Arch Bailey papers
Scope and Content of the Papers
The papers, 1975-2002 (bulk 1993-1996), consist primarily of Arch Bailey's correspondence and reference files pertaining to the struggles of fired PATCO employees after the 1981 strike. Reference files include newspaper clippings, web-based articles, press releases, photographs, and periodicals. The bulk of the materials relate to the efforts of Controllers United to convince President Clinton to lift the permanent ban, the repeal of the ban in 1993, the subsequent difficulties faced by PATCO members in returning to their jobs, and the shortage of air traffic controllers and its effects on air safety. Correspondence files include interactions between Arch Bailey and executive director of Controllers United, Bob Harris; sociologist Arthur B. Shostak; the AFL-CIO; the Clinton Administration; the Teamsters; and the FAA (Federal Aviation Administration). Correspondence files also document the rehiring of Arch Bailey and his interactions with the EEOC (Equal Employment Opportunity Commission) and the Department of Transportation in his efforts to return to his original position prior to the strike in 1981.
- Majority of material found within 1993 - 1996
- Bailey, Archer (Person)
Restrictions on Access
Collection is open for research use.
Terms Governing Use and Reproduction
Georgia State University is the owner of the physical collection and makes reproductions available for research, subject to the copyright law of the United States and item condition. Georgia State University may or may not own the rights to materials in the collection. It is the researcher's responsibility to verify copyright ownership and obtain permission from the copyright holder before publication, reproduction, or display of the materials beyond what is reasonable under copyright law. Researchers may quote selections from the collection under the fair use provision of copyright law.
Biography of Arch Bailey
Arch Bailey was born on December 24, 1946. A former member of the Professional Air Traffic Controllers Organization (PATCO) and advocate for Controllers United, Bailey spent 20 years lobbying for the rights of fired air traffic controllers to return to their profession. Established after the Reagan Administration placed a permanent ban on the rehiring of fired PATCO employees, Controllers United spent decades lobbying for a repeal. Even after President Clinton lifted the ban in 1993, the stigma attached to PATCO strikers remained, making it difficult for Bailey and many others to find employment. Bailey and other Controllers United advocates worked to combat this stigma and push the FAA into following through with its commitment to rehire former PATCO members. By shedding light on the shortage of skilled air traffic controllers and its effects on air safety, Bailey and others hoped to show how these problems could be rectified by rehiring fired PATCO members.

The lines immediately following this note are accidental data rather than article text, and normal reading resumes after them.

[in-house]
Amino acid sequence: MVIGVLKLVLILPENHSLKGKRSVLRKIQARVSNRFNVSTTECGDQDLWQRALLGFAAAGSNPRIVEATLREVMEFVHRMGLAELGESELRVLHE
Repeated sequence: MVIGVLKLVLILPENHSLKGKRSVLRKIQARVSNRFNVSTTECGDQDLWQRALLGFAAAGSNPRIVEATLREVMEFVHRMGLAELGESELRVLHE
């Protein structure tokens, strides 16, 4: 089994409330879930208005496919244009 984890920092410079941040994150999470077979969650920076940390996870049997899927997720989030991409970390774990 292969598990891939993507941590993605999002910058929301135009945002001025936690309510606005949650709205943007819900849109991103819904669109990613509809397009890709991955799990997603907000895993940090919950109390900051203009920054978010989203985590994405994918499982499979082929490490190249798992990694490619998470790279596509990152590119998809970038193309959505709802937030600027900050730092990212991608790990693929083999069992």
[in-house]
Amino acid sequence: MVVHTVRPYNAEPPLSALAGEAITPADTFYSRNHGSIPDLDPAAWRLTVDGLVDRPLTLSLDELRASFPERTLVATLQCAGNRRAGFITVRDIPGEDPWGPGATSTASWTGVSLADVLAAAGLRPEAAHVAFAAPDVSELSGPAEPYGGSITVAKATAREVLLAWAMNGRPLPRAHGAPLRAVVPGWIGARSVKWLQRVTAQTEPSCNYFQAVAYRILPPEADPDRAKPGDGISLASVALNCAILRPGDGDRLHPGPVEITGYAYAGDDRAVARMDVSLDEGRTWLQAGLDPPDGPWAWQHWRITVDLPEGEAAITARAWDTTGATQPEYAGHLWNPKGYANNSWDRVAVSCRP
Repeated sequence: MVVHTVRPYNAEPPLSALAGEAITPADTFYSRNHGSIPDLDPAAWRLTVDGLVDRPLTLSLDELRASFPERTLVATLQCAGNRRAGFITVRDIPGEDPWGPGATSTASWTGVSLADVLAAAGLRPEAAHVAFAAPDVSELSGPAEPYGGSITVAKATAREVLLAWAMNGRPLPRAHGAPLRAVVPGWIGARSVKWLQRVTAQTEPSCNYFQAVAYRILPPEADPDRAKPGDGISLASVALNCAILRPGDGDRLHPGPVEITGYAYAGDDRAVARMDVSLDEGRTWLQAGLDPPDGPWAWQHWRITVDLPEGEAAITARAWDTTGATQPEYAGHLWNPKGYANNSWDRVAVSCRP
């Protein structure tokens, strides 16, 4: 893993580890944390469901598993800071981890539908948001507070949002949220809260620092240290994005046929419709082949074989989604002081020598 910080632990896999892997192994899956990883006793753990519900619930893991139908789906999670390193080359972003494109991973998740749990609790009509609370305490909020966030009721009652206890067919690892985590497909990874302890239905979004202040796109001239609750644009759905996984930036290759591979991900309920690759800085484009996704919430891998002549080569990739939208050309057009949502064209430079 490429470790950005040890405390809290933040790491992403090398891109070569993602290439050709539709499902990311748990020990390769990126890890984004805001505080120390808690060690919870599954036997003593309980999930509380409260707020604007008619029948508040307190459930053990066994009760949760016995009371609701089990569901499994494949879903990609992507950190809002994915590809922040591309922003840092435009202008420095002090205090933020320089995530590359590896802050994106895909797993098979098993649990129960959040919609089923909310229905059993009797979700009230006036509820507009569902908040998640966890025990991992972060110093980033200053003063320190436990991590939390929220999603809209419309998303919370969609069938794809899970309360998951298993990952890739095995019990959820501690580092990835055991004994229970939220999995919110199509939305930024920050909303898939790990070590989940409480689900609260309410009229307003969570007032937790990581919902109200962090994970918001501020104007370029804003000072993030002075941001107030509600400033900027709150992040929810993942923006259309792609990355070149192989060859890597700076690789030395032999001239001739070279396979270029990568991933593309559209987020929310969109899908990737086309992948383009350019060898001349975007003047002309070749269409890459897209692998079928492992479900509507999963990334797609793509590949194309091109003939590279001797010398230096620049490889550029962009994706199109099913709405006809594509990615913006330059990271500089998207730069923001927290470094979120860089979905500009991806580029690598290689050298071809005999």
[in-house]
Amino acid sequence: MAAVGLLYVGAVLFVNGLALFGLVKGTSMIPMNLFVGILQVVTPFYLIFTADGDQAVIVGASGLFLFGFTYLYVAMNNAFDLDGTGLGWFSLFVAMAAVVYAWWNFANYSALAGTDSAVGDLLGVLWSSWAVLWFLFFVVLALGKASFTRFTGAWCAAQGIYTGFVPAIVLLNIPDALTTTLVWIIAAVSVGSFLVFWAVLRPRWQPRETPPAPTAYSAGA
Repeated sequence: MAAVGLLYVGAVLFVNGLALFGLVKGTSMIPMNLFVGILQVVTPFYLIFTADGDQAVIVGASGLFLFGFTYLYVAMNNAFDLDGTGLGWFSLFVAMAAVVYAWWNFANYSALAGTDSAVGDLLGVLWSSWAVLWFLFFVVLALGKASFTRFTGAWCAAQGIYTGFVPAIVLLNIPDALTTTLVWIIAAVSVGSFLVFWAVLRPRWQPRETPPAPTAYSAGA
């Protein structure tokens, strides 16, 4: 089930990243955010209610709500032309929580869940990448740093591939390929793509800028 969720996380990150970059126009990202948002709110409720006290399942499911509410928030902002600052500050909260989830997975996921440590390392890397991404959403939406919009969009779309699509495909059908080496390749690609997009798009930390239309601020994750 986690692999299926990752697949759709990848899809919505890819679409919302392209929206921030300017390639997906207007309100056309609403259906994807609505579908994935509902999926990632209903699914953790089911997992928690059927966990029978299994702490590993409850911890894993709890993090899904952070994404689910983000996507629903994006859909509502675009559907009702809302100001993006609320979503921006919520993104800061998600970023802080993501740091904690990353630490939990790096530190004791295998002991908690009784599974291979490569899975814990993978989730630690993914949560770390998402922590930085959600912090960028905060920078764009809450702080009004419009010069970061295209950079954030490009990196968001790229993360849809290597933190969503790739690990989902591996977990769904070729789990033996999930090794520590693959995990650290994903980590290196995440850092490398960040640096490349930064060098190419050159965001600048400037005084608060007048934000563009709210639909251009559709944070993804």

1.5 Linear Feet (in 4 boxes)
Language of Materials
Arch Bailey, a former PATCO employee and advocate for Controllers United, spent several decades lobbying for the rights of fired air traffic controllers to return to their jobs. The papers consist primarily of correspondence and reference files documenting the personal efforts of Arch Bailey as well as interactions between other members of Controllers United, the FAA (Federal Aviation Administration), and the Clinton Administration.
Donated by Arch Bailey, 2011.
Processed by Crystal Rodgers and Molly Russell at the file level, October 2011.
- Air Traffic Controllers' Strike, U.S., 1981
- Air traffic controllers
- Clinton, Bill
- Controllers United (Organization)
- Professional Air Traffic Controllers Organization (Washington, D.C.)
- Strikes and lockouts -- Air traffic control
- United States. Federal Aviation Administration
- office files
- Bailey, Archer (Person)
- Arch Bailey:
- A Guide to His Papers at Georgia State University Library
- Georgia State University Library
- September 28, 2011
- Description rules
- Describing Archives: A Content Standard
- Language of description
- Script of description
Part of the Special Collections Repository
100 Decatur St., S.E.
Atlanta, Georgia 30303